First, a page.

Fast hike / slow fell run up and down Latrigg, the fell that I see from my kitchen window and garden. Latrigg’s not the Himalayas nor even the Alps: at 368 m. altitude it’s too low to be even a “Wainwright” but it’s so close to home here and I’ve climbed it so often that it’s the hill with which I have a particular relationship.
Chilly hike in a brisk north wind out from Preston Park, Brighton to Great Wood in the South Downs National Park. It’s a privilege to wander amongst the many big old trees in Great Wood; they’re mostly beech and many have to be more than a century old.
Ratcliffe on Soar coal-fired power station in the Trent Valley was new and modern when I was studying at Nottingham University in the 1970s. It was a major landmark from both the Real Ale pub at Trentlock (where the Erewash Canal meets the River Trent) or when I used to cycle south of the Trent.
Back then, Ratcliffe generated electricity at a relatively low price so it was almost always running and so pushing out clouds from its eight cooling towers, even in summer. I remember being impressed at the huge plume of steam from the cooling towers, indicative of the tremendous amount of electrical energy that was being generated.
We did a visit as part of the Electrical and Electronic Engineering degree course, the engineers at Ratcliffe showed us the (then) state of the art and efficient coal-handling and generating technologies. We would think differently now that coal has been unmasked as a major contributor to climate change.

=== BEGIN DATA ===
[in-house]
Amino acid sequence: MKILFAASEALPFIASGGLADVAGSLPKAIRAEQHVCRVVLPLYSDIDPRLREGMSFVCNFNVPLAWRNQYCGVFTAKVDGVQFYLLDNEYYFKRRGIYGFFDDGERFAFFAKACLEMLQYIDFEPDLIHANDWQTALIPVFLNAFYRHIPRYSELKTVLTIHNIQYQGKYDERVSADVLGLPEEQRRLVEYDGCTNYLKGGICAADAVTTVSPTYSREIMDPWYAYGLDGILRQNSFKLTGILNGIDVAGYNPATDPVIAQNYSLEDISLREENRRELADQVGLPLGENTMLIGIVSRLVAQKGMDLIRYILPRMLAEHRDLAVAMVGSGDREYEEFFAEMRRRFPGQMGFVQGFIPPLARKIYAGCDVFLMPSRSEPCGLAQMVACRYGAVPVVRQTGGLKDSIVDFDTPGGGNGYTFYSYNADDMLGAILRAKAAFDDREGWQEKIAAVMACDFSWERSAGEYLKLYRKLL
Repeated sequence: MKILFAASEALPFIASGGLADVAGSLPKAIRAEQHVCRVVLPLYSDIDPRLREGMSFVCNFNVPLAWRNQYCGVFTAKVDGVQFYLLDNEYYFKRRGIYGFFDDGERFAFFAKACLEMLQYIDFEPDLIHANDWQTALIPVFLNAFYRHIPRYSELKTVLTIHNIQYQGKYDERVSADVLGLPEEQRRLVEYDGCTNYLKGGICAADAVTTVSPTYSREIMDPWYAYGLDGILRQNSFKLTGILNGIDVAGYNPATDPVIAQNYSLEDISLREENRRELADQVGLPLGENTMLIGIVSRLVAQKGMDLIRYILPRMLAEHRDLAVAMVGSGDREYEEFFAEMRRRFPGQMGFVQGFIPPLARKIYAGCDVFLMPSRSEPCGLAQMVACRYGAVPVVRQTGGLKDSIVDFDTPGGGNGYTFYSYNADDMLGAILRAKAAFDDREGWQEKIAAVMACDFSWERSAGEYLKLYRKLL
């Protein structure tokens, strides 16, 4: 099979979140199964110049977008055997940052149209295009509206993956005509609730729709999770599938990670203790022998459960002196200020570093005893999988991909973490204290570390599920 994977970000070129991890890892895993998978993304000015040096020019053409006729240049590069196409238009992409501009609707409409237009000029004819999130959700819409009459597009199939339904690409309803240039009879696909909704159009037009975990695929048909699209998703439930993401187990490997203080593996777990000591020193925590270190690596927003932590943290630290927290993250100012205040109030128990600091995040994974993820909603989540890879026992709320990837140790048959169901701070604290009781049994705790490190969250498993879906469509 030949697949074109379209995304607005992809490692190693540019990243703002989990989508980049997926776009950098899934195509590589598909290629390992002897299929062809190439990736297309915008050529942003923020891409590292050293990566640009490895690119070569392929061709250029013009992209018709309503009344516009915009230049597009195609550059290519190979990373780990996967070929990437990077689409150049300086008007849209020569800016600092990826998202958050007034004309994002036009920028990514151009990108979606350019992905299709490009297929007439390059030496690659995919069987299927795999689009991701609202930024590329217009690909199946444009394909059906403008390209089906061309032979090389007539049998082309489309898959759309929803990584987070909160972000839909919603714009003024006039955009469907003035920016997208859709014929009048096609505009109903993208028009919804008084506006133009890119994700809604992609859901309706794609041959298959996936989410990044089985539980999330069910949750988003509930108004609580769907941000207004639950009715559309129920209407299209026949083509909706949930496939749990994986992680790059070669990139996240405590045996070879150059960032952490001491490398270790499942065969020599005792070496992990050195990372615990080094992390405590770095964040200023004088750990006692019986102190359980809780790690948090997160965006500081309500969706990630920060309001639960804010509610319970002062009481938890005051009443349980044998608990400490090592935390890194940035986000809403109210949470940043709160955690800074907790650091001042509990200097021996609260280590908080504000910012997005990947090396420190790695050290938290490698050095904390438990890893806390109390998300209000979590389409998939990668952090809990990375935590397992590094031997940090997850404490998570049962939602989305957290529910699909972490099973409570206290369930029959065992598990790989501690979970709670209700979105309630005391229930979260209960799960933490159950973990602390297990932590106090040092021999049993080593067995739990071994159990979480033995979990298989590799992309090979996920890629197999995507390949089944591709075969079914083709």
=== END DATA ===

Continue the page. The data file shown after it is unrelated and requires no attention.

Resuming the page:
Rewarding trek to the London Lighthouse gallery to enjoy GPN’s latest annual photography exhibition. A diverse show of prints, videos and slide shows by photographers of the GPN, the Gay Photographers Network. There’s no overall theme to the exhibition, all the images are intensely personal with a refreshing absence of group-think.
I have fond memories of the GPN meeting in March 2020, which was the last organised event I participated in before everything stopped. Great news that GPN has re-emerged and with a strong exhibition.
Unexpectedly brilliant ride and then a brill sunset as well, I never thought a ride out from Keswick in November would be this good. I wrapped up well, leathers under touring suit but even so, no cold fingers and no, my little Z250 Ninja doesn’t have handlebar warmers.
The centrepiece of the concert was Benjamin Britten’s String Quartet No. 3 which was first performed just after the composer’s death in 1976. Hearing a live chamber music performance again after so long was as emotional as it was therapeutic; this programme was chillingly appropriate in view of the pandemic we are enduring. Cellist Felix Hughes (no relation) introduced the quartet as written by Britten after unsuccessful surgery and when he must have been aware of his own mortality. It is a more contemporary exploration of the themes of illness and death than the well-known Mahler Symphony No. 9, that composer’s last completed symphony.
That was a really pleasant ride. Not too long, balanced between Riviera coast and hills plus the weather was mild and the traffic moderate. Great to see again palm trees and lush semi-tropical flowers and trees. Fantastic light also.